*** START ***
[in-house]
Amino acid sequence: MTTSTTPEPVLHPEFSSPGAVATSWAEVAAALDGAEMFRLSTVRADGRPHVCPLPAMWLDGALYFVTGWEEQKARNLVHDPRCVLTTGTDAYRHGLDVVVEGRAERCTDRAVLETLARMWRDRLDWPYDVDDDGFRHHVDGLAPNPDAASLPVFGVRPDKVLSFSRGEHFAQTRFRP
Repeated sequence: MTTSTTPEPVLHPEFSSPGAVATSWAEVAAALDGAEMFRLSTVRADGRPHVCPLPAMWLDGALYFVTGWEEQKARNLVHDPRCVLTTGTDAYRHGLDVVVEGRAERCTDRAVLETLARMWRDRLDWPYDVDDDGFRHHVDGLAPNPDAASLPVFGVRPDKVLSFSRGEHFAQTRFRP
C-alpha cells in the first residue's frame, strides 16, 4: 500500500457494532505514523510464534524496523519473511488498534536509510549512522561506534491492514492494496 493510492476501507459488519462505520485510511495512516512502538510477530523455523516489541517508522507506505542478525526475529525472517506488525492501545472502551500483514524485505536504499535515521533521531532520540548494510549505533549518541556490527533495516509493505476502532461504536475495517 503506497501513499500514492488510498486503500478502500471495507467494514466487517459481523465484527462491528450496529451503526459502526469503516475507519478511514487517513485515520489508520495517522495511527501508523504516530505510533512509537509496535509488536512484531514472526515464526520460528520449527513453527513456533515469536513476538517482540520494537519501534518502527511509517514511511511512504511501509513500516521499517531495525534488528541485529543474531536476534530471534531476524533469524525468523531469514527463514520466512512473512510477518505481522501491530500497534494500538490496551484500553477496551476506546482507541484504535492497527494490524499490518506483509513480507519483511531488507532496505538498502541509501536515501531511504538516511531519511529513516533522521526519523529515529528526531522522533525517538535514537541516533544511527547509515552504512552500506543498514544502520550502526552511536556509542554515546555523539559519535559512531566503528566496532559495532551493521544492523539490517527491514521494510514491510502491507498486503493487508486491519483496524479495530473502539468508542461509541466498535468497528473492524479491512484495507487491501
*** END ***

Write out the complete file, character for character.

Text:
[in-house]
Amino acid sequence: MTTSTTPEPVLHPEFSSPGAVATSWAEVAAALDGAEMFRLSTVRADGRPHVCPLPAMWLDGALYFVTGWEEQKARNLVHDPRCVLTTGTDAYRHGLDVVVEGRAERCTDRAVLETLARMWRDRLDWPYDVDDDGFRHHVDGLAPNPDAASLPVFGVRPDKVLSFSRGEHFAQTRFRP
Repeated sequence: MTTSTTPEPVLHPEFSSPGAVATSWAEVAAALDGAEMFRLSTVRADGRPHVCPLPAMWLDGALYFVTGWEEQKARNLVHDPRCVLTTGTDAYRHGLDVVVEGRAERCTDRAVLETLARMWRDRLDWPYDVDDDGFRHHVDGLAPNPDAASLPVFGVRPDKVLSFSRGEHFAQTRFRP
C-alpha cells in the first residue's frame, strides 16, 4: 500500500457494532505514523510464534524496523519473511488498534536509510549512522561506534491492514492494496 493510492476501507459488519462505520485510511495512516512502538510477530523455523516489541517508522507506505542478525526475529525472517506488525492501545472502551500483514524485505536504499535515521533521531532520540548494510549505533549518541556490527533495516509493505476502532461504536475495517 503506497501513499500514492488510498486503500478502500471495507467494514466487517459481523465484527462491528450496529451503526459502526469503516475507519478511514487517513485515520489508520495517522495511527501508523504516530505510533512509537509496535509488536512484531514472526515464526520460528520449527513453527513456533515469536513476538517482540520494537519501534518502527511509517514511511511512504511501509513500516521499517531495525534488528541485529543474531536476534530471534531476524533469524525468523531469514527463514520466512512473512510477518505481522501491530500497534494500538490496551484500553477496551476506546482507541484504535492497527494490524499490518506483509513480507519483511531488507532496505538498502541509501536515501531511504538516511531519511529513516533522521526519523529515529528526531522522533525517538535514537541516533544511527547509515552504512552500506543498514544502520550502526552511536556509542554515546555523539559519535559512531566503528566496532559495532551493521544492523539490517527491514521494510514491510502491507498486503493487508486491519483496524479495530473502539468508542461509541466498535468497528473492524479491512484495507487491501